What Is Data Science?
Data science incorporates some of the attributes of computer science, but it aims mainly to translate data into everyday language. Data scientists gather and interpret data, then use it to inform decisions in business, health care and beyond.
By studying data through different lenses, data scientists look to uncover the story behind massive swaths of information.
Data Science as a Major
Students who choose the data science major can usually opt for a BA or BS, though a BS is more common. These programs usually take four years of full-time study to complete.
Because data science involves analyzing large datasets, you’ll learn skills in areas like:
- Computer programming
- Machine learning methods
- Critical thinking
A data science major will likely involve a blend of math, business and computing science courses. Sample classes might include:
- Data Structures and Programming
- Introduction to Software Engineering
- Critical Thinking in Business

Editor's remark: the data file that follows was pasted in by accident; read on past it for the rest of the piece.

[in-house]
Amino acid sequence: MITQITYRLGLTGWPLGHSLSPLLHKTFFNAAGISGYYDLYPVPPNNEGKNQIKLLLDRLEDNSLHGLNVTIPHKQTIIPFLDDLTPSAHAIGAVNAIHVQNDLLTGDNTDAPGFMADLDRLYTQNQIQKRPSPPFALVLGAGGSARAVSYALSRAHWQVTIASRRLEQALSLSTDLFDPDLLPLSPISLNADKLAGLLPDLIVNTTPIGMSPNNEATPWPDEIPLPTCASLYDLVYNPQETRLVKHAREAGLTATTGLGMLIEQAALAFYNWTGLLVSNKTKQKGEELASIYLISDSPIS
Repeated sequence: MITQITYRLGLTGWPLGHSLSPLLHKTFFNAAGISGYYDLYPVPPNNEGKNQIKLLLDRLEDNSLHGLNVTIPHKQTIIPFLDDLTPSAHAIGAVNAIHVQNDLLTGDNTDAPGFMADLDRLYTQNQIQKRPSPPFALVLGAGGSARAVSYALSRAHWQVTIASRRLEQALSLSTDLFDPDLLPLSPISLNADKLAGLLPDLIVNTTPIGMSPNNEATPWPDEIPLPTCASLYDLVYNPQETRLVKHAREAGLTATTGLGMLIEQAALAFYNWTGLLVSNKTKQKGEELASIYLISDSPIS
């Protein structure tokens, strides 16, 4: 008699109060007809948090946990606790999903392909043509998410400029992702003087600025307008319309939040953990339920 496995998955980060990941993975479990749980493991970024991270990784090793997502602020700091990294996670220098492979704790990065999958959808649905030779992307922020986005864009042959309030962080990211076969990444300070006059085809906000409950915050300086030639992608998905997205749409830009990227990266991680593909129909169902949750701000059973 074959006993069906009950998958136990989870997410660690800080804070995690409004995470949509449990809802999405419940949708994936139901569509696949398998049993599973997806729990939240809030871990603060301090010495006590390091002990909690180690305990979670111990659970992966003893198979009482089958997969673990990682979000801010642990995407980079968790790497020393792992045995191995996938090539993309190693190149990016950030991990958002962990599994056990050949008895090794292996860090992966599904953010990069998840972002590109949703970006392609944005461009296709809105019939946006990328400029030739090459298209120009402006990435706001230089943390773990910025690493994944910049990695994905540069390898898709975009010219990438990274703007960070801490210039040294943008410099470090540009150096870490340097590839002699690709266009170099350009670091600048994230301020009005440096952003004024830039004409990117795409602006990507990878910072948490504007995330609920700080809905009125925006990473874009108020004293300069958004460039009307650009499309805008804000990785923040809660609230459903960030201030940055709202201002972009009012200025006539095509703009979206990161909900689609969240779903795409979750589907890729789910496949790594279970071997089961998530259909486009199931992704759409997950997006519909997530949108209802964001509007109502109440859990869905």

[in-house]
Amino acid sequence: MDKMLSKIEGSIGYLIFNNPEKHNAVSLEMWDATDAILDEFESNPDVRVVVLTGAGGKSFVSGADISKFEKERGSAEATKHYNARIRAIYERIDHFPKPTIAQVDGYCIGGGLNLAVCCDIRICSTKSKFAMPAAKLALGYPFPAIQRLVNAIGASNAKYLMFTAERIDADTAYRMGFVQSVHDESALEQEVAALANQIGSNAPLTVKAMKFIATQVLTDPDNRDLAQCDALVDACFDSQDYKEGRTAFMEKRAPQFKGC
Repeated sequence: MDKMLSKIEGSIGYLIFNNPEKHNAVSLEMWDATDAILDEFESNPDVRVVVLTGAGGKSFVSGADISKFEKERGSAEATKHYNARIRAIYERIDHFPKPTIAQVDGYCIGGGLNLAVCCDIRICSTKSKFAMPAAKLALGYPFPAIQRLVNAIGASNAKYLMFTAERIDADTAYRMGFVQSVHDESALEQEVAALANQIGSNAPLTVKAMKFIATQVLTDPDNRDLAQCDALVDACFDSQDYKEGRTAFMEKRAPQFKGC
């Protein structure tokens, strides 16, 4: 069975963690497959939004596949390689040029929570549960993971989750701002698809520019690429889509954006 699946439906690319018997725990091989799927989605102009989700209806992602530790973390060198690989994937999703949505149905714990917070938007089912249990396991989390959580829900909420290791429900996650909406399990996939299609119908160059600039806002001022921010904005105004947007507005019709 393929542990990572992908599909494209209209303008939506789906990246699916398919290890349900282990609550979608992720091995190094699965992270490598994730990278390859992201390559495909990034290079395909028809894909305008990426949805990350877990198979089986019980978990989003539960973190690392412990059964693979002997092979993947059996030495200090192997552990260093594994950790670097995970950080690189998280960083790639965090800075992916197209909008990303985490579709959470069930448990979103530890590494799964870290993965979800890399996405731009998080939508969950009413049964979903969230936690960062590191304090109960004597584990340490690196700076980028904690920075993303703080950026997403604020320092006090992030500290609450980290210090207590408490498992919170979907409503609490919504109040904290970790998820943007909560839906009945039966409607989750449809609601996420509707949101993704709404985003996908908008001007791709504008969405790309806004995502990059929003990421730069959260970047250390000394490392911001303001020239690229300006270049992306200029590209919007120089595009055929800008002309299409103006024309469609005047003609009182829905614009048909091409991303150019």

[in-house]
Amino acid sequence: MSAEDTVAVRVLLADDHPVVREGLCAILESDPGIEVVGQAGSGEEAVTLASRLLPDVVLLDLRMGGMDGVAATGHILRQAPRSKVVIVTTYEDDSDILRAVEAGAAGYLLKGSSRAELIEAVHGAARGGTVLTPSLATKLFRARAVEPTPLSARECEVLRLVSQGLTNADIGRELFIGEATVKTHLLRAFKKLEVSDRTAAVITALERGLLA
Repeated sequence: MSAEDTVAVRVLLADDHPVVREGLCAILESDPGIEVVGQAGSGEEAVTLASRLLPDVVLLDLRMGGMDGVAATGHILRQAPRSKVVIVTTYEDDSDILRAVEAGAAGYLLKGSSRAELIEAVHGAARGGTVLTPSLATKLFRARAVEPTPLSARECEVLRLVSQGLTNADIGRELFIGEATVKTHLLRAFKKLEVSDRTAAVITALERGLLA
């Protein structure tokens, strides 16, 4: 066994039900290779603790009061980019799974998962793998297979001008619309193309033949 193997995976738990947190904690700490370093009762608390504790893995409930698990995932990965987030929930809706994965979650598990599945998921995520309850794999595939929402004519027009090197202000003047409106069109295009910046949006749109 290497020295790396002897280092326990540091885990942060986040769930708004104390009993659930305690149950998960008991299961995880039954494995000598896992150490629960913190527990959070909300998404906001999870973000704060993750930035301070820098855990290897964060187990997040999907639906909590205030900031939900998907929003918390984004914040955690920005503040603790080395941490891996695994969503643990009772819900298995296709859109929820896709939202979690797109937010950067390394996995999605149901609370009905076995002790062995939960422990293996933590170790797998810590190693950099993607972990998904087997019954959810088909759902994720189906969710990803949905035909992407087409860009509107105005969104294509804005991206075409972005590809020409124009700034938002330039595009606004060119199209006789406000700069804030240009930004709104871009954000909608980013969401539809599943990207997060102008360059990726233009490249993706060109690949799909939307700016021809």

- Discrete Mathematics
- Probability and Statistics
- R for Data Science
As with computer science, a bachelor’s degree in data science will likely prepare you to move on to a graduate degree or join the workforce.
Data Science as a Career
As a data scientist, you’ll work to unlock the secrets behind the numbers. In most roles, you may find yourself:
- Collecting and interpreting data—structured or unstructured
- Designing predictive models and algorithms
- Setting up and maintaining databases
- Presenting reports to superiors
Differences Between Computer Science and Data Science
Several similarities exist between computer science and data science. Both work with technology, utilize programming languages and solve business problems. Many of the courses you’ll take in college will overlap, too—math and coding are essential skills for both disciplines.
However, there are also noteworthy differences. Data science is a more specialized field that focuses on information analysis, algorithms and machine learning. Computer science is broad, encompassing app development, network architecture and more.
What’s more, working data scientists will be more likely than computer scientists to communicate with business-oriented employees, helping managers and developers make decisions based on data. A computer scientist’s work occurs more behind the scenes, ensuring systems remain functional.
Data Science Salary vs.Computer Science Salary